Unless you’ve been under a rock for the past two weeks, odds are you’ve heard the unhappy tale of at least one “Obamacare loser” or “rate shock” victim or “poster child.” (On Monday, I traced one Deborah Cavallaro’s media-go-round—CBS 2, NBC News, CNBC, MSNBC, Marketplace, Fox News—telling the world about her health insurance cancellation letter and her inability to find affordable coverage in the California exchange). Reporters have been eagerly transmitting these sad stories, too often simplifying them and/or failing to check them out.

On Tuesday, New York’s Jonathan Chait took a smart stab at explaining “What’s behind the [media’s] Rate-Shock-Victim Obsession.” Wrote Chait:

The media’s obsessive focus on the failed [healthcare.gov] website launch was [last week] beginning to give way to stories about individuals who found higher-than-expected prices on the exchanges. …

The news media has a natural attraction to bad news over good. “Millions Set to Gain Low-Cost Insurance” is a less attractive story than “Florida Woman Facing Higher Costs.” Obama overstated the case when he repeatedly assured Americans that nobody would lose their current health-care plan. There’s also an economic bias at work. Victims of rate shock are middle-class, and their travails, in general, tend to attract far more lavish coverage than the problems of the poor.

Did you know, Chait asked, that on November 1, millions of Americans suffered painful cuts to nutritional assistance and not any Sunday morning talk show mentioned that? I’d add, while we’re at it, that with the exception of David Rodgers’ great coverage of the farm bill on Politico, you’d never know that Congressional support for food stamps had waned long ago. And what about those waiting lists for home-delivered meals for the elderly authorized by the Older Americans Act, which are stretching longer by the day because of the sequester? For that matter, Congress has yet to reauthorize the Older Americans Act, which also provides important services to keep elders in their homes. You’d think that would merit press coverage, too. Aside from a few local stories in community papers, we haven’t heard much about the plight of very old people going without food and other services.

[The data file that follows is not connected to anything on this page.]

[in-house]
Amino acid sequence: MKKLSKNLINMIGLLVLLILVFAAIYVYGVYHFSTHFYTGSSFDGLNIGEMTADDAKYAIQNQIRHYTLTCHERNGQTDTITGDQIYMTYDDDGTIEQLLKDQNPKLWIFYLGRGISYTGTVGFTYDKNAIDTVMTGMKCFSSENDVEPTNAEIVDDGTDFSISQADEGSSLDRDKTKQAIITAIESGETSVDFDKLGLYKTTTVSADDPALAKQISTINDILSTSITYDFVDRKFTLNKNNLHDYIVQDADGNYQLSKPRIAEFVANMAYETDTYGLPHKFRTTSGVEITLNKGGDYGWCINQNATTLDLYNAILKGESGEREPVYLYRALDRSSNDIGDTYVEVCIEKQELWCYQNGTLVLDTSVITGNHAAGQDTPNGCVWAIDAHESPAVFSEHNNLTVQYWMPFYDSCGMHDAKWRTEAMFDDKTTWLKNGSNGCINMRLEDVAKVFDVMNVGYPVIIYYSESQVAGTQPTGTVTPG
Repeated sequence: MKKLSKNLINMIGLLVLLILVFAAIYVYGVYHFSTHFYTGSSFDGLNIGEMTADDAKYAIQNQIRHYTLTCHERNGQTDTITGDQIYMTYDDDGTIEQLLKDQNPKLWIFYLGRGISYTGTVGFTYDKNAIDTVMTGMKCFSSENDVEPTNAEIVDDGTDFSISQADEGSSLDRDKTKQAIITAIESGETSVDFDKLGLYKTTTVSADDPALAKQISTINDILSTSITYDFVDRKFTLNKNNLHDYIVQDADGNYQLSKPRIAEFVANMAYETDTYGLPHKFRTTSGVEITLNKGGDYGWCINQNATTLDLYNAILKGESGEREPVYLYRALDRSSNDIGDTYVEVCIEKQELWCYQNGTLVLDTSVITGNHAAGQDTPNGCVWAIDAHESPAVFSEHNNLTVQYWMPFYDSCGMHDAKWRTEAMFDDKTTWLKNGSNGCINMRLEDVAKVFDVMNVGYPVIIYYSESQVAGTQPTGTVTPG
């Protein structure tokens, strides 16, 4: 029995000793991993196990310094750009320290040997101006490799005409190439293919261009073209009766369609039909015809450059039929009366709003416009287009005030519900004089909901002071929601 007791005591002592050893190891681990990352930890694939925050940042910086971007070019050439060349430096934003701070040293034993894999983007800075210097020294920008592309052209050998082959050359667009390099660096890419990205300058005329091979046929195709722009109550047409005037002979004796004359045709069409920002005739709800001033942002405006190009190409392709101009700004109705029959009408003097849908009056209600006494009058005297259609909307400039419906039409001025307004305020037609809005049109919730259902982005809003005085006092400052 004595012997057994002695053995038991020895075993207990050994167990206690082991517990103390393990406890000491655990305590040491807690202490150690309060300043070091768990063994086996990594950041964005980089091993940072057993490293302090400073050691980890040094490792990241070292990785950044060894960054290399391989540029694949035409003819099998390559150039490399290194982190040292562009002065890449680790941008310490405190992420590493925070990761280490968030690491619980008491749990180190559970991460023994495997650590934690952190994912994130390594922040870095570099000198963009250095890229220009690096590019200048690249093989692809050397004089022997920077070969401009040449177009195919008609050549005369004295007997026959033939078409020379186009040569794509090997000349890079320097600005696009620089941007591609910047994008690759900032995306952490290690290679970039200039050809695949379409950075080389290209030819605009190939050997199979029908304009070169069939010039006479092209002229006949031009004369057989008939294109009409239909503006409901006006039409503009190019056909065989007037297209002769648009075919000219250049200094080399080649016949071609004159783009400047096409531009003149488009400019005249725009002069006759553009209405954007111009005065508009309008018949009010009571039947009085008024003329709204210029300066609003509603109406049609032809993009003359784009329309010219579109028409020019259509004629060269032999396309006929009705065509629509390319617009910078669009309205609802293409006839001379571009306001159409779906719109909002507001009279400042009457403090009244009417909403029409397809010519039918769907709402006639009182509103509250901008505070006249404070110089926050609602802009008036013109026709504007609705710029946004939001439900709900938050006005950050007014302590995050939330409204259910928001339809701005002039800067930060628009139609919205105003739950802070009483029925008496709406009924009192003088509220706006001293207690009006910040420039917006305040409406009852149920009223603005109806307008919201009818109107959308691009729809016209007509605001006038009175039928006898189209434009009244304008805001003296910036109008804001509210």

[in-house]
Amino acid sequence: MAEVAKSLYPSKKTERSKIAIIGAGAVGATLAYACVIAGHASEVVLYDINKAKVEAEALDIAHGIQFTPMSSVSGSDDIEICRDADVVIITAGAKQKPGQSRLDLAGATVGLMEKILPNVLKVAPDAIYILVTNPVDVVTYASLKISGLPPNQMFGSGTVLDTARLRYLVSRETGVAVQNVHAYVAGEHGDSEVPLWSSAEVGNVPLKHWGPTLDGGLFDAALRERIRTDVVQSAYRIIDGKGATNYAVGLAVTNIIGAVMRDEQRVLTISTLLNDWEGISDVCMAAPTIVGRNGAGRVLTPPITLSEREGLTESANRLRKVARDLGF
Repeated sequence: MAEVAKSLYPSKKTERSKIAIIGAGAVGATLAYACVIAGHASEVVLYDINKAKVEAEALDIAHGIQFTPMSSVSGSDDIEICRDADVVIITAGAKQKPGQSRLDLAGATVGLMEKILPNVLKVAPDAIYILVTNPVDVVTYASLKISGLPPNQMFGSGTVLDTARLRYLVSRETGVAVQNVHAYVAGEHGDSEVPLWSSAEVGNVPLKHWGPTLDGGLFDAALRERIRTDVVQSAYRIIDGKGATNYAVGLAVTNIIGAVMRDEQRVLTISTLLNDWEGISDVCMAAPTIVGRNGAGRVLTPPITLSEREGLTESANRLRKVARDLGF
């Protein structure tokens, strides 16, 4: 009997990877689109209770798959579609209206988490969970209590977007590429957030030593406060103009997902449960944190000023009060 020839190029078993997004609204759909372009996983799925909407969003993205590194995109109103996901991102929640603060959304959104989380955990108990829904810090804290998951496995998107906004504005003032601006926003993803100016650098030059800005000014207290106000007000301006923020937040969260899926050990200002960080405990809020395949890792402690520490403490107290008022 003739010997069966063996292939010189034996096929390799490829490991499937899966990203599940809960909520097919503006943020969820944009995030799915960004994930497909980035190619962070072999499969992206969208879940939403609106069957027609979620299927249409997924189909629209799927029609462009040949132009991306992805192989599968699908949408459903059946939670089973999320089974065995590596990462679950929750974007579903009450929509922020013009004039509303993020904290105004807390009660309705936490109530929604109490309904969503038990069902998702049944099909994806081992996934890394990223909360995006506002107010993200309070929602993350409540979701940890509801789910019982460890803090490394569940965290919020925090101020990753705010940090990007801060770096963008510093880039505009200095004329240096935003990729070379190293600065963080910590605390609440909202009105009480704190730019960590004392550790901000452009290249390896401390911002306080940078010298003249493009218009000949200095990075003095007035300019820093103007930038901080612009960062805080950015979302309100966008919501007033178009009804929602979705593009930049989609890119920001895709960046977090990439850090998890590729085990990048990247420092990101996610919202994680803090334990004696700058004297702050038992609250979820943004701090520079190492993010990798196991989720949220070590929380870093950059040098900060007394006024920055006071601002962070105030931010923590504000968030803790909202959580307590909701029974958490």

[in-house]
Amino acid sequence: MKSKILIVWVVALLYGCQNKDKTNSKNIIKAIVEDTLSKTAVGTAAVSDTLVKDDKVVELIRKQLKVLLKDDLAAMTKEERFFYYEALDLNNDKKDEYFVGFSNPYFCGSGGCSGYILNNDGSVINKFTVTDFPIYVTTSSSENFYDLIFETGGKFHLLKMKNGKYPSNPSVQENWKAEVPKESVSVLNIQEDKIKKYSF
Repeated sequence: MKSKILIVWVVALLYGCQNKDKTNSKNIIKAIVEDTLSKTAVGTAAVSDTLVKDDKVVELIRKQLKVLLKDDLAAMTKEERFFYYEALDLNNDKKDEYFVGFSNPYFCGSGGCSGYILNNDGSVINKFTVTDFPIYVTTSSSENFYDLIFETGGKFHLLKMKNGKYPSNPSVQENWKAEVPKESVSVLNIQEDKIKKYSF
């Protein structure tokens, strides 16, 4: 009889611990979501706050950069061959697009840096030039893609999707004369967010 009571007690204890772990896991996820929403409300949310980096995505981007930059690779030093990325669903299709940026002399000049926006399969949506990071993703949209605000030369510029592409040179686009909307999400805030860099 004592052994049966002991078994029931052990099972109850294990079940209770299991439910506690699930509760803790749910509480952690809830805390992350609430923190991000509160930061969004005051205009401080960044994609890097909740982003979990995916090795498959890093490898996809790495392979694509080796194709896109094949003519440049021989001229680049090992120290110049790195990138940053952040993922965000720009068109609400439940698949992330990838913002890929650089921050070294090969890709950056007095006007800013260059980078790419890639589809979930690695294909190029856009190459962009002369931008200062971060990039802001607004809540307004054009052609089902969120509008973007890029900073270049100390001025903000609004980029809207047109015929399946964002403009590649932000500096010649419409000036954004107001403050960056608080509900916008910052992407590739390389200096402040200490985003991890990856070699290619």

Food is a crucial component of good health, but you’d never know it from the tales of woe told to the media by folks like Deborah Cavallaro who want to keep their very mediocre, sometimes poor insurance coverage. Chait deserves a hat tip for urging his brethren to move on. Maybe, just maybe, reporters will show an interest in one of the myriad sad stories out there that don’t involve insurance cancellations befalling the mostly married, white, college-educated, GOP-leaning folks (as Politico described them) who have sucked up so much of the media’s attention of late.

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Trudy Lieberman is a fellow at the Center for Advancing Health and a longtime contributing editor to the Columbia Journalism Review. She is the lead writer for The Second Opinion, CJR’s healthcare desk, which is part of our United States Project on the coverage of politics and policy. Follow her on Twitter @Trudy_Lieberman.